Leibniz in Paris 1672-1676: His Growth to Mathematical Maturity by Joseph H. HofmannLeibniz in Paris 1672-1676: His Growth to Mathematical Maturity by Joseph H. Hofmann

Leibniz in Paris 1672-1676: His Growth to Mathematical Maturity

byJoseph H. Hofmann

Paperback | September 18, 2008

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When Gottfried Wilhelm Leibniz first arrived in Paris in 1672 he was a well-educated, sophisticated young diplomat who had yet to show any real sign of his latent mathematical abilities. Over his next four crowded, formative years, which Professor Hofmann analyses in detail, he grew to be one of the outstanding mathematicians of the age and to found the modern differential calculus. In Paris, Leibniz rapidly absorbed the advanced exact science of the day. During a short visit to London in 1673 he made a fruitful contact with Henry Oldenburg, the secretary of the Royal Society, who provided him with a wide miscellany of information regarding current British scientific activities. Returning to Paris, Leibniz achieved his own first creative discoveries, developing a method of integral `transmutation' through which lie derived the 'arithmetical' quadrature of the circle by an infinite series. He also explored the theory of algebraic equations. Later, by codifying existing tangent and quadrature methods and expressing their algorithmic structure in a `universal' notation, lie laid the foundation of formal 'Leibnizian' calculus.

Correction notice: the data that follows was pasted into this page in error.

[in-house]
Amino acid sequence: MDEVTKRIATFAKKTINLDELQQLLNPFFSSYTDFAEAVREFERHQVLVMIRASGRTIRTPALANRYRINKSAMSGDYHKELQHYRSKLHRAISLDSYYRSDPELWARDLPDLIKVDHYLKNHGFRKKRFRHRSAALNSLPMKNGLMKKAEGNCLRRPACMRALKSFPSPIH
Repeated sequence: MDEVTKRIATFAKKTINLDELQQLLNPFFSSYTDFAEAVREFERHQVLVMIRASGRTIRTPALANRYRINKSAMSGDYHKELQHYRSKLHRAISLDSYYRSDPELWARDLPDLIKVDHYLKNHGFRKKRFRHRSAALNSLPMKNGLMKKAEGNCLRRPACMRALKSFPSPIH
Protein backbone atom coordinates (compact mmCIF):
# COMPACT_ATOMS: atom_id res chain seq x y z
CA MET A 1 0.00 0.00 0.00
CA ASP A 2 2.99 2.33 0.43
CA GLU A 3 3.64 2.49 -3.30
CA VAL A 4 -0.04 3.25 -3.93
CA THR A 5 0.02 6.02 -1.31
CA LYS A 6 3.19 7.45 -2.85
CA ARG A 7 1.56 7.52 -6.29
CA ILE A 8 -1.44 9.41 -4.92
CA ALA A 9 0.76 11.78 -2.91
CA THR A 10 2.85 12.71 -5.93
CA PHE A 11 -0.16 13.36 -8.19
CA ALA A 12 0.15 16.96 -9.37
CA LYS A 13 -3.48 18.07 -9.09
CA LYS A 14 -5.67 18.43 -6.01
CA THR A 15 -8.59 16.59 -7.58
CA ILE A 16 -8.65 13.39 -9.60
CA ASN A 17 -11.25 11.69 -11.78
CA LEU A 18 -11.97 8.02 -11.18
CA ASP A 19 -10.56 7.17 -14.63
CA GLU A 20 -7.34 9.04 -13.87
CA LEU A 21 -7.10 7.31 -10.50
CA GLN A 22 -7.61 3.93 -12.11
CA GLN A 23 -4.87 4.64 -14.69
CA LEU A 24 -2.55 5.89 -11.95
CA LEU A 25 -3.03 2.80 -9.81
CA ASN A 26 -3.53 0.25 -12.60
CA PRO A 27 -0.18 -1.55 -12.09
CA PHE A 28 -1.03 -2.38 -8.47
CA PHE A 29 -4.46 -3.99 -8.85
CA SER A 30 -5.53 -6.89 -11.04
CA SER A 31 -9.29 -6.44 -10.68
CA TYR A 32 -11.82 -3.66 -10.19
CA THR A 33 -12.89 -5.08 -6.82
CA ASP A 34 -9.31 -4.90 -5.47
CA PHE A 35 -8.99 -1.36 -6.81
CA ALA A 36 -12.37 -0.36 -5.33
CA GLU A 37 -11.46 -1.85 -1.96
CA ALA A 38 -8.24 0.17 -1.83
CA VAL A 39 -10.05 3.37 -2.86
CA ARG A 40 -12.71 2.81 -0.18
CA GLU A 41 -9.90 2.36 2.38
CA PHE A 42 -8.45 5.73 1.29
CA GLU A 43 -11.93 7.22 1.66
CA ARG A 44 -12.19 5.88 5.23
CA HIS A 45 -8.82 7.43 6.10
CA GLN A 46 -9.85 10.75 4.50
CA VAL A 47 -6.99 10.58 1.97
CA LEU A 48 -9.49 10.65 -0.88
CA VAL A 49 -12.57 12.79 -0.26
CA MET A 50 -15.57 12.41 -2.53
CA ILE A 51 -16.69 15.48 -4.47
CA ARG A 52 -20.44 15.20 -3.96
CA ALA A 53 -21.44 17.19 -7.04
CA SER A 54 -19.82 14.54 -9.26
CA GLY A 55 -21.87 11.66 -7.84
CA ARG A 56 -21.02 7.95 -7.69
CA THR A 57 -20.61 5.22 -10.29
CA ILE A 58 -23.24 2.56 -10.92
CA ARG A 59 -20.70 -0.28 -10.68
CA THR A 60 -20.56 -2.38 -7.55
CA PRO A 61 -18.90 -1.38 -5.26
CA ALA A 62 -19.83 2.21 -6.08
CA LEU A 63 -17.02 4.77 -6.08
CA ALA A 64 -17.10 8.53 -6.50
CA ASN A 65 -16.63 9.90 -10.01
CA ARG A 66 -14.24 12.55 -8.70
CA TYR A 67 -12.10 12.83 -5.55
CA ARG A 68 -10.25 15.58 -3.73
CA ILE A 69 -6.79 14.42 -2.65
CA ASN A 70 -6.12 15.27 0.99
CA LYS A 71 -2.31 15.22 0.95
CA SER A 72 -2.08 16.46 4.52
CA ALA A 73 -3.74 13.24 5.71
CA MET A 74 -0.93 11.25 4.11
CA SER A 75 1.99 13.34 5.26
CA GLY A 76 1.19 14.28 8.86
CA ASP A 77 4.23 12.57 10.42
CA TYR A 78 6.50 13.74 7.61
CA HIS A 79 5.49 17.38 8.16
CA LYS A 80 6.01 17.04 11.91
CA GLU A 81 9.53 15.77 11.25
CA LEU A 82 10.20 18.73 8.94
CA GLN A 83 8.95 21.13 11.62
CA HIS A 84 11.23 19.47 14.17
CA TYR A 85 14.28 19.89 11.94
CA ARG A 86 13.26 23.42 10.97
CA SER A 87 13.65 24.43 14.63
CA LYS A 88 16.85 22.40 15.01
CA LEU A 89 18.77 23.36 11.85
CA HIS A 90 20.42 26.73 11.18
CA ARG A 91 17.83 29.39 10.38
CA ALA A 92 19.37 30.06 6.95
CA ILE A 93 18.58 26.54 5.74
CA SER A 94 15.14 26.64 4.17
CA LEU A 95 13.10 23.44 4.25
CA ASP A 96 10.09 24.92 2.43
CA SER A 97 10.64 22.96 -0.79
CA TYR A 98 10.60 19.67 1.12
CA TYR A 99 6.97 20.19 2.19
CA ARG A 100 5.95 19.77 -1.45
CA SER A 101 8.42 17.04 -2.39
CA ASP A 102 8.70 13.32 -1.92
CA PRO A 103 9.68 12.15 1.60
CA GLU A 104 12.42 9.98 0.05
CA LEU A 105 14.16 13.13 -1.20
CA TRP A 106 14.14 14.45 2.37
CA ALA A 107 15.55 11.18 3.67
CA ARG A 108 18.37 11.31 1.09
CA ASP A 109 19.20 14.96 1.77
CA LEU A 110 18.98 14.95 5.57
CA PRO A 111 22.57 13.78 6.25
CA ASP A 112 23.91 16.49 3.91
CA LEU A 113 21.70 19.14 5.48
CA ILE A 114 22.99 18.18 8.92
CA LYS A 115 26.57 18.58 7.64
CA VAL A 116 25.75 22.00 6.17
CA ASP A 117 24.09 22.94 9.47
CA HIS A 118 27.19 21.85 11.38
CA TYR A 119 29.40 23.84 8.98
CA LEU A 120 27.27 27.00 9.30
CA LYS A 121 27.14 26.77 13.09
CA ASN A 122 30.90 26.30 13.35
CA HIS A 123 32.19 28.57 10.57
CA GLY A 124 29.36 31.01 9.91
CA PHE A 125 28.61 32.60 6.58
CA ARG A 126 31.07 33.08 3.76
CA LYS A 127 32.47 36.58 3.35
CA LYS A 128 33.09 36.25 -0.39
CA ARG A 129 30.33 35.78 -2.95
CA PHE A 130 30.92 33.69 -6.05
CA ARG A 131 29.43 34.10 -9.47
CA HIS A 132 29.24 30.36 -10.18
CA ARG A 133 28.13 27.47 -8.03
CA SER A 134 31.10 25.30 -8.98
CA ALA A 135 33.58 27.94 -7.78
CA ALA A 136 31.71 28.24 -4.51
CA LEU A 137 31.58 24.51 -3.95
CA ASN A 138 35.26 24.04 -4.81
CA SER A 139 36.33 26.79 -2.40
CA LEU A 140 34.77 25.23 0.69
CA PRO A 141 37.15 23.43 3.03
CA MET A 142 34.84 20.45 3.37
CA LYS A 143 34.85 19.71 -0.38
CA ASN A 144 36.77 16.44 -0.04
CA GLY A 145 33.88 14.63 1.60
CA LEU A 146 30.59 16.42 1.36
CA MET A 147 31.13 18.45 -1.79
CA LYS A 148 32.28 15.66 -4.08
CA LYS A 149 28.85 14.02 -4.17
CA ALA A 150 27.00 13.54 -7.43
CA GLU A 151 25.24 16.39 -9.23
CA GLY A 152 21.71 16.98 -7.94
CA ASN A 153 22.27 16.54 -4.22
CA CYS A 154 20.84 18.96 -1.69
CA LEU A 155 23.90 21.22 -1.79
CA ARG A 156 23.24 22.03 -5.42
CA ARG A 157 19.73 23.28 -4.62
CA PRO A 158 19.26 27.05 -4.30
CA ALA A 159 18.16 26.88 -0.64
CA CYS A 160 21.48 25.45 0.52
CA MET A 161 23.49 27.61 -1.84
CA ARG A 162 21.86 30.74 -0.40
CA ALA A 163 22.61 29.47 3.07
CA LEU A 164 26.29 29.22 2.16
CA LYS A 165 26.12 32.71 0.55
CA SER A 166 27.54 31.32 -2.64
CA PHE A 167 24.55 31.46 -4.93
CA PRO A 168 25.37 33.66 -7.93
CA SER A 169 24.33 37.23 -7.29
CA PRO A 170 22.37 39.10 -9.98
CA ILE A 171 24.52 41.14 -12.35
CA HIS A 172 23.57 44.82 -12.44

Title:Leibniz in Paris 1672-1676: His Growth to Mathematical MaturityFormat:PaperbackDimensions:392 pages, 8.98 × 5.98 × 0.87 inPublished:September 18, 2008Publisher:Cambridge University PressLanguage:English

The following ISBNs are associated with this title:

ISBN - 10:0521081270

ISBN - 13:9780521081276


Table of Contents

1. Introduction; 2. The 'Accessio ad Arithmeticam Infinitorum'; 3. The first visit to London; 4. Oldenburg's communication of 6 (16) April 1673; 5. The great discoveries of the year 1673; 6. Readings in contemporary mathematical literature; 7. First communication about the new results; 8. The quarrel over rectification; 9. Disputes about clocks; 10. Leibniz receives first details of Gregory's and Newton's work; 11. Studies in algebra; 12. The meeting with Tschirnhaus; 13. The invention of the calculus; 14. Dispute about Descartes' method; 15. The report on Gregory's results and Pell's methods; 16. Newton's first letter for Leibniz; 17. Leibniz' reply; 18. Tschirnhaus' reaction; 19. Newton's second letter for Leibniz; 20. The second visit to London; 21. Conclusion.